Having gained a better understanding of the effort at hand, the JAD session leader will then perform a risk assessment for the overall engagement and will develop an overall JAD sessions plan, when multiple workshops are required. Finally, the facilitator will focus on the logistics for the meeting. Typically, JAD sessions are held off site, where little interruption in the process can be expected. A large meeting room with a u-shaped table will be secured. The u-shaped table allows all participants to see one another and allows the facilitator to move from side to side to keep the discussion focused, limit side conversations and be as visible as possible. Flipcharts will be placed in the front of the room, facing the u-shaped table, and will be used to record the information elicited from the participants. A table on the side of the room will be available for the session scribe to record the elicited information on a PC. If observers will be in the meeting, a table will be available for them at the back of the room, behind the u-shaped table. A table will also be available at the front of the room for the JAD session leader to house an overhead projector, transparencies, a laptop PC and other supplies.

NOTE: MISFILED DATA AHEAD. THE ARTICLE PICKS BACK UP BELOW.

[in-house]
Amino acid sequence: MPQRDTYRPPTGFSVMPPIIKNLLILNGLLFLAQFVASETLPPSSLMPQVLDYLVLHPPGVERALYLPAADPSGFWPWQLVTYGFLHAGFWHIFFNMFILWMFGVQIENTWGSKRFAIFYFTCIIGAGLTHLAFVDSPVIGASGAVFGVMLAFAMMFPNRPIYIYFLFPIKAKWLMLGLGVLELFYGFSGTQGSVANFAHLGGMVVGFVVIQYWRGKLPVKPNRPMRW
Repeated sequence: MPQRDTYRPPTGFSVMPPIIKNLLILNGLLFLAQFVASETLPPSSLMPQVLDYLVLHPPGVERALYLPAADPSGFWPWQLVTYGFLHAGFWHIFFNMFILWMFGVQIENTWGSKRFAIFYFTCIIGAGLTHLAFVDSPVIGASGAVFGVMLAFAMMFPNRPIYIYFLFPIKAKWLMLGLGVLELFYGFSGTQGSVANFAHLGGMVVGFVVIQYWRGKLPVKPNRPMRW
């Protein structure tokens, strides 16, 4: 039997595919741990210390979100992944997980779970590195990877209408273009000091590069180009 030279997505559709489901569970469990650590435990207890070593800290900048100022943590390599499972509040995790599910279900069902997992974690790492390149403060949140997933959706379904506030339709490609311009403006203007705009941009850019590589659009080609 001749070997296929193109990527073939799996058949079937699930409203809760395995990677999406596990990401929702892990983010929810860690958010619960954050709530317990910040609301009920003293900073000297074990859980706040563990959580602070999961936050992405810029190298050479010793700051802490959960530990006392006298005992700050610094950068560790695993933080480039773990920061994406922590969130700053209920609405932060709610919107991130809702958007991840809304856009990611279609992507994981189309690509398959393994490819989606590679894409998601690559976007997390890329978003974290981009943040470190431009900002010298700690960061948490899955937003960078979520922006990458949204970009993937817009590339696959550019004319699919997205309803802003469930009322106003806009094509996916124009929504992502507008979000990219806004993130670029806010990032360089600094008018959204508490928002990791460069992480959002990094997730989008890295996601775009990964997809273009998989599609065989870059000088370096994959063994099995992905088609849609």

The workshop is a truly unique experience. It combines the skills of the JAD session leader and of the participants. As results begin to be rapidly achieved, enthusiasm builds quickly and it allows all the players to become extremely productive. Project requirements are discussed and agreed to in a fraction of the time needed to accomplish this with a traditional serial interviewing approach. Flipcharts containing important information, to be referenced throughout the meeting, are placed on the walls around the room. Data captured in the PC, by the scribe, is printed, copied and distributed to the participants on a continuous basis. A complete set of documentation is produced and reviewed by the end of the session, to ensure that there is consensus on all the deliverables developed in the meeting.